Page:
Golf is a sport that does not attract many athletes of color. NBA star Stephen Curry plans to change that. Curry has announced he will fund the revival of a college golf program for men and women at Howard University, one of the nation’s premier black colleges. Curry will make a “seven-figure” donation to fund a Division I golf program and encourage African Americans to increase diversity in golf at the amateur and professional levels. Curry has been playing golf since he was about 10, when he first played with his father, former NBA player Dell Curry. “I just think about how many kids, especially from underserved communities, have the talent to play but just don’t have the funds or the resources,” Steph Curry said. In his donation to Howard University, Steph Curry is seeking to support students of color in fields where they have been underrepresented. In the newspaper or online, find and closely read a story about another effort to help students of color succeed in new ways or new fields. Use what you read to write a letter to the editor outlining the importance of this effort now and in the future.
Common Core State Standards: Reading closely what a text says explicitly and to make logical inferences from it; producing clear and coherent writing in which the development, organization and style are appropriate to the task.
4. Skiing Send-Off
As a college send-off, the feat pulled off by two Wisconsin teens certainly won’t be forgotten. Madelyn Hendrikse and Braden Dirkse celebrated the start of Hendrikse’s college career by water-skiing 62 miles across Lake Michigan. Hendrikse, 18, and Dirkse, 17, of Oostburg, Wisconsin, wanted to send Hendrikse off in style to Grand Canyon University in Arizona. They certainly did, and had to overcome some challenging conditions to do it. Though the pair had made extensive plans, they encountered rough water in the middle of the lake. It was “nothing but a washing machine,” Hendrikse told CNN News, even though conditions were beautiful near the Wisconsin shore. As a result, the teens had to battle through knee, shin and back pain on their 2 ½ hour journey. “I just prayed through the pain,” Hendrikse said after reaching the Michigan shore. “This journey has taught me that I can achieve anything in life that I set my mind toward.” While she is starting college, Dirkse will finish his senior year in high school. Madelyn Hendrikse and Braden Dirkse wanted to do something memorable to celebrate the start of Hendrikse’s college career. In the newspaper or online, find and closely read stories about people doing something memorable to mark an occasion or call attention to a situation. Use what you read to write a poem, rap or rhyme on how such efforts help people “Remember Me.” Include memorable things you have done, if you wish.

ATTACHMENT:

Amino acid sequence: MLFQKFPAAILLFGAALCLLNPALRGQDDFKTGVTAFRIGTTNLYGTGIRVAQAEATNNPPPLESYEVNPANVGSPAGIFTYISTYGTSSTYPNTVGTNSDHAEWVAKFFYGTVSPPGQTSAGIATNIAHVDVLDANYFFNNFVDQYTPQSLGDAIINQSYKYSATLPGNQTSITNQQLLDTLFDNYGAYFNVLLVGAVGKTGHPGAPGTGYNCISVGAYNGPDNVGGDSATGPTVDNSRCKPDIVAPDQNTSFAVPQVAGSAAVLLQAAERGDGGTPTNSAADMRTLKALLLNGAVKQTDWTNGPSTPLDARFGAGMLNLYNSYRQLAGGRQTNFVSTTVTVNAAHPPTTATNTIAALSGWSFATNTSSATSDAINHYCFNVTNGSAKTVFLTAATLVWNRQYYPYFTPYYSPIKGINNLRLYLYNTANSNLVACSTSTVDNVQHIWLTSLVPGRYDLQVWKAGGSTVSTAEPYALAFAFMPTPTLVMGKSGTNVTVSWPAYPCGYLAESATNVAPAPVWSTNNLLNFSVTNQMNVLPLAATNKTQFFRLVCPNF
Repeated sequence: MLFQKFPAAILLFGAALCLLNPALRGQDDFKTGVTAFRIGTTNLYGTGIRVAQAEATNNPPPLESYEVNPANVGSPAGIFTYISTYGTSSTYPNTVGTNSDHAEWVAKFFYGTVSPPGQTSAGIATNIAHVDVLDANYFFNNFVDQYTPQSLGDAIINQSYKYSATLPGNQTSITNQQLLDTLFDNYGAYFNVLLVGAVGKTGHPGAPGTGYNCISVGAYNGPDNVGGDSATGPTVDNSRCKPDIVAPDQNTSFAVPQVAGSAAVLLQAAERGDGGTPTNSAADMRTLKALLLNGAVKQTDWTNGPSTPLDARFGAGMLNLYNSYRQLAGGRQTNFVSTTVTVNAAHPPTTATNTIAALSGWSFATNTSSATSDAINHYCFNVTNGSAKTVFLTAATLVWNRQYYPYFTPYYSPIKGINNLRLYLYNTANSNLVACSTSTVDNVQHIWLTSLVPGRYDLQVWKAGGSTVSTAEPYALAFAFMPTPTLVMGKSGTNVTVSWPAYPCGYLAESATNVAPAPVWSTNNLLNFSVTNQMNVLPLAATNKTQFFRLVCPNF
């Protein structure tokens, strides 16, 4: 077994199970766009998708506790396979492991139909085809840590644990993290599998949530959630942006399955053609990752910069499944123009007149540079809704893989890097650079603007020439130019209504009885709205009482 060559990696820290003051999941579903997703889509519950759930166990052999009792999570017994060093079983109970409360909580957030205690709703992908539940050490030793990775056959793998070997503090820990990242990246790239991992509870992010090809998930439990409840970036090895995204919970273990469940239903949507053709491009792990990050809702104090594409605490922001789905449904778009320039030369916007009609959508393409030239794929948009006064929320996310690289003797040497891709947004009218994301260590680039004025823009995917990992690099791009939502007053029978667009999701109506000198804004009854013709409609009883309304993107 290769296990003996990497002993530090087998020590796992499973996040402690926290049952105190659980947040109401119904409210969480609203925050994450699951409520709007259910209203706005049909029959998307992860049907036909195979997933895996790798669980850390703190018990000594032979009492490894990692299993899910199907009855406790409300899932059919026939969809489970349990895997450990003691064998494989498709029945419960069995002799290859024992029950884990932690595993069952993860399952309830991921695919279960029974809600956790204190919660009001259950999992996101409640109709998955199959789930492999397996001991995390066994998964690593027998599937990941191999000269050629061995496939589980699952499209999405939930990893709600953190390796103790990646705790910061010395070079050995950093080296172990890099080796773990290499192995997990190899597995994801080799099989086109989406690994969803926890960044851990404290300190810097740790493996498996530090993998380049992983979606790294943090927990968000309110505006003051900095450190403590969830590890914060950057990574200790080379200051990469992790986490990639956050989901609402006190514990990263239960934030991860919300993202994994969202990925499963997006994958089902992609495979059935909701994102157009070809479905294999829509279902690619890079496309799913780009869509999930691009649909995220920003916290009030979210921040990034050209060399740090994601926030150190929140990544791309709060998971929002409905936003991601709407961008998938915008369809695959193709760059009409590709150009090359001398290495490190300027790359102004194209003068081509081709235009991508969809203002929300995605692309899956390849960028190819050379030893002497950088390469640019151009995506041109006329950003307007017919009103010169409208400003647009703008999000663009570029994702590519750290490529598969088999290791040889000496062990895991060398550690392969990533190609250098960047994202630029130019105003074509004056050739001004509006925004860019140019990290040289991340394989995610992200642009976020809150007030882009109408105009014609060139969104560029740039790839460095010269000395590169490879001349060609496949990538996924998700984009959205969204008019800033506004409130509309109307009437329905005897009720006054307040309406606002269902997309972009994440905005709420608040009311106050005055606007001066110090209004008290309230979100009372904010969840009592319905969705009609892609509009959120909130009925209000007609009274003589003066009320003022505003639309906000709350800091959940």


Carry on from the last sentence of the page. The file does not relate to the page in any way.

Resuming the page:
Common Core State Standards: Demonstrating understanding of figurative language; applying knowledge of language to understand how language functions in different contexts.
5. Hairy Sacrifice
Military recruiters often say you have to be willing to sacrifice to be a good soldier. A 23-year-man from the state of Montana made an unusual sacrifice so he could join the Army. Reynaldo Arroyo cut his hair for the first time in 15 years so he could enlist as an infantryman. His dark, wavy hair reached down to his waist, but Arroyo said it was time to change his looks to pursue a military career. “I’m just really excited to be enlisting,” he said in a video posted by Utah’s Salt Lake City Army Recruiting headquarters, where he enlisted. His hair will not be wasted, Arroyo said. He donated all of it to Locks of Love, a group that takes makes wigs for children experiencing hair loss from cancer and other diseases. "Hopefully some little girl’s gonna get it,” he said. People often do dramatic things to change their looks or lifestyle. In the newspaper or online, find and closely read a story about someone making such a change. Write a letter to the person telling them how you hope the change works out, and how to deal with challenges they may face.
Common Core State Standards: Writing informative/explanatory texts to examine a topic and convey ideas and information clearly; citing specific textual evidence when writing or speaking to support conclusions.